Your mission: to find a map showing the landscape of your college region prior to European arrival. This will be a somewhat tricky endeavor, although there is a good chance to you will stumble across a map in a book on pre-contact history, a historical atlas, or in a local museum.
Above, the example is Richard Carrico’s map of San Diego around 1775 when the Kumeyaay participated in an uprising. He published this in Journal of San Diego History, Vol. 43, No. 3, 1997 in an article entitled, “Sociopolitical Aspects of the 1775 Revolt at Mission San Diego de Alcala.” This isn’t quite pre-contact, since the Spanish arrived in 1769, but it’s very close.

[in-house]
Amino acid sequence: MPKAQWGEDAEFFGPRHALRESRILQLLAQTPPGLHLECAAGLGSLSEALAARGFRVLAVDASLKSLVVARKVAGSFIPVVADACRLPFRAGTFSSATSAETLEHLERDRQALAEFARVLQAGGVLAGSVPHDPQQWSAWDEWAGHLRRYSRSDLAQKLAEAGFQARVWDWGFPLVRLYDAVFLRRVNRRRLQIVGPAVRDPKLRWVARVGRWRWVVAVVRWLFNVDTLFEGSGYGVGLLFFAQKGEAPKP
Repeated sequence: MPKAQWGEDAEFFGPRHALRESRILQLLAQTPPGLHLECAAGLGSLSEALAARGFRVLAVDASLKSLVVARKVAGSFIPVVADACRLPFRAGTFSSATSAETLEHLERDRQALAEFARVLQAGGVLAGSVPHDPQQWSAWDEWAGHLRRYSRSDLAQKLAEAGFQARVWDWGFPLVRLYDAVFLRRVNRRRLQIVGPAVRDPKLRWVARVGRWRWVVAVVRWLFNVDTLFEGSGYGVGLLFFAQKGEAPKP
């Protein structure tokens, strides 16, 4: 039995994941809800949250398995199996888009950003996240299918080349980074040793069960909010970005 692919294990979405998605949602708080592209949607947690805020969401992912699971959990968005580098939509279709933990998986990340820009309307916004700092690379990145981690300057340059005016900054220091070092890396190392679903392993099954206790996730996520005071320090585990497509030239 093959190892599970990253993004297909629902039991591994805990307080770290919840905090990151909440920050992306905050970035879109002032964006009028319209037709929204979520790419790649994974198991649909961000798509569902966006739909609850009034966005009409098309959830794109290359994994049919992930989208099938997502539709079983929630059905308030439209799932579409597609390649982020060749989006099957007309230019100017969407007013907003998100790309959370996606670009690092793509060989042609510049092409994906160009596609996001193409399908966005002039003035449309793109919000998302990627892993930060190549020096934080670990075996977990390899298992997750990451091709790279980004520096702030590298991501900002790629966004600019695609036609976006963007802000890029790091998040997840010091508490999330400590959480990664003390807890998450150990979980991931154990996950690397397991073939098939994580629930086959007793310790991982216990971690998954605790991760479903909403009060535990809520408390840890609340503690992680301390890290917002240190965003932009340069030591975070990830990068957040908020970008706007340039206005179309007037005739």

I learned of Richard’s work (his bio) by talking to John Johnson, who draws similar maps for the Chumash culture area from his spot at the Santa Barbara Museum of Natural History. Something that immediately struck me about the Kumeyaay landscape is how unimportant is the port of San Diego, in contrast to the modern focus. The big focus is on the rivers, around which are clustered the native villages. Richard told me that the word “Ja” means water in Kumeyaay and there are many towns that start with “Ja” such as “Jamacha.” Each of those places was important in this extremely dry landscape due to the water sourced there.
DUE: Nov 7